A toddler’s first guide to the Western constellations.
The book begins with Orion, which is arguably the most familiar and easiest constellation to find, and follows with Canis Major, a collection of stars that looks remarkably like the dog it is supposed to represent. As the book continues, the constellations grow more and more abstract, like Cassiopeia, in which four stars supposedly represent the body of a reclining maiden. No matter how complex the image may be, the whimsical, cartoon drawings help children imagine the pictures that the ancients found between the stars. The soft, gently drawn stars and clouds in the black night sky make a wonderful contrast to the brightly rendered depictions of the constellations. The text is simple and straightforward, describing each constellation in a few sentences. The whole concept of constellations is fairly advanced for a young audience, and there is no introduction or endnote, so caregivers and educators will need to look elsewhere for further context or extension activities. Additionally, embossed text on the back cover and the raised feel of the image on the cover add a tactile element that will delight young readers, who will wish it carried throughout the book.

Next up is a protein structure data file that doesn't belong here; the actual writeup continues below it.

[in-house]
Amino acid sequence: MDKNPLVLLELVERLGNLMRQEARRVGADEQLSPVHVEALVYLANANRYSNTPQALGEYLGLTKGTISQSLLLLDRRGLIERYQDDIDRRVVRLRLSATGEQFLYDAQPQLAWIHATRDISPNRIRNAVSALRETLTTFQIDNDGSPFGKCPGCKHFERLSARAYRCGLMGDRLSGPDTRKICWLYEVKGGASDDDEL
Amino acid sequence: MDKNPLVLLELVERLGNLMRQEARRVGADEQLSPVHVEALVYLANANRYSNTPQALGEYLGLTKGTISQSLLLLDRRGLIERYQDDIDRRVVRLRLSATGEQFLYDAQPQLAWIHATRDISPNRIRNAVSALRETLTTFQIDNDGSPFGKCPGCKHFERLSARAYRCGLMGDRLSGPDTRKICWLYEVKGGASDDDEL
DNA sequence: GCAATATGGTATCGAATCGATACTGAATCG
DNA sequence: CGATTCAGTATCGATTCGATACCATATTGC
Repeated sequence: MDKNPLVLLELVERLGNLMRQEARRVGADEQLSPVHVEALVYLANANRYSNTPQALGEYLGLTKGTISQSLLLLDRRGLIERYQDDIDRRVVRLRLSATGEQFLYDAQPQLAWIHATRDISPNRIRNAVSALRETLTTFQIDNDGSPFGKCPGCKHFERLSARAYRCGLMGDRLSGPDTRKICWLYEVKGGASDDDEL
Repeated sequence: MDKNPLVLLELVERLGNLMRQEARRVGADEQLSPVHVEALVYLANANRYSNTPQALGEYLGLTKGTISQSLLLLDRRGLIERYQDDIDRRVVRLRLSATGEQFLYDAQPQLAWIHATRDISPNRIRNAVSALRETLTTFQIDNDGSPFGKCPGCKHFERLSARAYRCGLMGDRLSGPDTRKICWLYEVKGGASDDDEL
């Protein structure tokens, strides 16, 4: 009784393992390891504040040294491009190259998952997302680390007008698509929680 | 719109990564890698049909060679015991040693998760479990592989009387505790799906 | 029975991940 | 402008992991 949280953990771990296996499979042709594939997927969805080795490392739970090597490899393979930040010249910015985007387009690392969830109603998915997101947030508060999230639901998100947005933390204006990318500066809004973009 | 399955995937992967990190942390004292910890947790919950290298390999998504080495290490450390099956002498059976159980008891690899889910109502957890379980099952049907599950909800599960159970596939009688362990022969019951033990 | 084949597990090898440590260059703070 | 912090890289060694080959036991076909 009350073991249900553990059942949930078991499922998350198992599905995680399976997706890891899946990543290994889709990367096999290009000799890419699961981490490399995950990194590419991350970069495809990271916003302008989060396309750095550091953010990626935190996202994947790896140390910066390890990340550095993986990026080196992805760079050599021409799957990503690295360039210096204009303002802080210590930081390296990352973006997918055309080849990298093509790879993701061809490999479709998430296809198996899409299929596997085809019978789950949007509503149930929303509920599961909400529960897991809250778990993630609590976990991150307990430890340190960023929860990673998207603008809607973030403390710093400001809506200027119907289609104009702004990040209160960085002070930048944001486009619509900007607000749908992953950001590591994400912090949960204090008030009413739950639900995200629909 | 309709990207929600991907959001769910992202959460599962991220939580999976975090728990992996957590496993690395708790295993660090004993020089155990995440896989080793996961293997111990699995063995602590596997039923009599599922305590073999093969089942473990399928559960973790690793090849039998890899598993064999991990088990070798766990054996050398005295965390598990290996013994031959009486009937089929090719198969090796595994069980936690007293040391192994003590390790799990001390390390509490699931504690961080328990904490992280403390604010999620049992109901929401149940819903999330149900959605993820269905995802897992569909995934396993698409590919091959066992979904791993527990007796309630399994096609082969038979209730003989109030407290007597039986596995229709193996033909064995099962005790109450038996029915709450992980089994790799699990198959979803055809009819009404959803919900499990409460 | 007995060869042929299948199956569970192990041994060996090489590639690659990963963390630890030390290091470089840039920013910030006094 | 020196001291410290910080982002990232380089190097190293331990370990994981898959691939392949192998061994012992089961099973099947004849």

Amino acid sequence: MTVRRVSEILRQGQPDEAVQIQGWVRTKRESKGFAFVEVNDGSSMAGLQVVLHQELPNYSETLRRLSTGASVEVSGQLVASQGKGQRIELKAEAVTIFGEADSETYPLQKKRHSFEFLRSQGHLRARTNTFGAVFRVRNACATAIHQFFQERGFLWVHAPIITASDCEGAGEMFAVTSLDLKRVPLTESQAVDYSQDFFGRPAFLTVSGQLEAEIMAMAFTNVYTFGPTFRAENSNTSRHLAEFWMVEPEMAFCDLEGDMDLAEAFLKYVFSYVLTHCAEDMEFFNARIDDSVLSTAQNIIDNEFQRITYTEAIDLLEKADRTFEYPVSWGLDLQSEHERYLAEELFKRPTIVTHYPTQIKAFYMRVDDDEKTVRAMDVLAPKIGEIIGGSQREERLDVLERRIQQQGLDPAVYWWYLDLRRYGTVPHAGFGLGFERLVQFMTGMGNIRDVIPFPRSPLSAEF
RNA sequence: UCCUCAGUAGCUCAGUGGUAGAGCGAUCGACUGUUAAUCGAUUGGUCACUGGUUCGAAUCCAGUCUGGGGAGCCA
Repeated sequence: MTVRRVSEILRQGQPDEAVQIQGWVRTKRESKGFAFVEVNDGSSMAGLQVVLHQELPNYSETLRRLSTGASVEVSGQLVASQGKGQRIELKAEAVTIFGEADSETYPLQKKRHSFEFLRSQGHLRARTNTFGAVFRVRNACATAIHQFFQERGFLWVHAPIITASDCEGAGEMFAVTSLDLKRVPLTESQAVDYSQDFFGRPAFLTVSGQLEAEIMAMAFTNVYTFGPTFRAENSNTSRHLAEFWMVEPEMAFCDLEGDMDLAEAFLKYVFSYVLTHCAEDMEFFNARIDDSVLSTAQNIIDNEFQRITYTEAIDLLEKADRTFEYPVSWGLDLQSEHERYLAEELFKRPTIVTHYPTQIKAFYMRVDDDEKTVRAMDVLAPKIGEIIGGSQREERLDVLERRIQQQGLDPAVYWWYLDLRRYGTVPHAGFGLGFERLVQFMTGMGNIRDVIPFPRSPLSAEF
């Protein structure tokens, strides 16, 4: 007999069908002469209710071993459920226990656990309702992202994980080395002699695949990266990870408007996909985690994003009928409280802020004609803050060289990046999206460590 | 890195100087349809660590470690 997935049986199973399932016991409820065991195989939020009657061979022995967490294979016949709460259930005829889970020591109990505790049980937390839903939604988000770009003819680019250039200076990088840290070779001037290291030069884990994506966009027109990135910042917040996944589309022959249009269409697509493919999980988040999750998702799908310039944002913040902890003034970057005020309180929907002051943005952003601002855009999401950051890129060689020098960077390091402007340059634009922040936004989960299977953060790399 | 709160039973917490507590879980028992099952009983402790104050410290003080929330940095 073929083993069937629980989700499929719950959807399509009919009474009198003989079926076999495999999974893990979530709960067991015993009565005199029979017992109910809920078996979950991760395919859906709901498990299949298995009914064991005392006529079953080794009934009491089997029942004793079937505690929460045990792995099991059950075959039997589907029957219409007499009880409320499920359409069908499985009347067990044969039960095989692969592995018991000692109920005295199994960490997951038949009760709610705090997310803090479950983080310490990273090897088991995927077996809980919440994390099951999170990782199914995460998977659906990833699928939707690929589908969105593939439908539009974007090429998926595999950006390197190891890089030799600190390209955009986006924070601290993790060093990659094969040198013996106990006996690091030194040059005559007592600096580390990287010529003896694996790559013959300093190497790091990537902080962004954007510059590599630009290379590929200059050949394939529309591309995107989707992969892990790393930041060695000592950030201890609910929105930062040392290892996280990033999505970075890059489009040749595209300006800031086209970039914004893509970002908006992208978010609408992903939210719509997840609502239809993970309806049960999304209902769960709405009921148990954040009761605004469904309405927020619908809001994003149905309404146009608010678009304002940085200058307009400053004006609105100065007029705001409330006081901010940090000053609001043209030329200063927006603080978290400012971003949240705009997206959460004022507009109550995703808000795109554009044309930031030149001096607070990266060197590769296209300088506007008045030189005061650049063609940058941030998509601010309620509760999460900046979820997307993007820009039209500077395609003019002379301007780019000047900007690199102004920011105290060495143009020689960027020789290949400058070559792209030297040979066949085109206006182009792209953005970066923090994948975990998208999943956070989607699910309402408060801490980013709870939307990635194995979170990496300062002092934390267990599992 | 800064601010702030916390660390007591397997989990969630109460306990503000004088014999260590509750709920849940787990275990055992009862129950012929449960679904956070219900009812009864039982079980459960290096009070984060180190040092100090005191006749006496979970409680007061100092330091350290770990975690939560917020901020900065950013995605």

This carefully illustrated, simple introduction will work best when paired with other resources. (Board book. 2-4)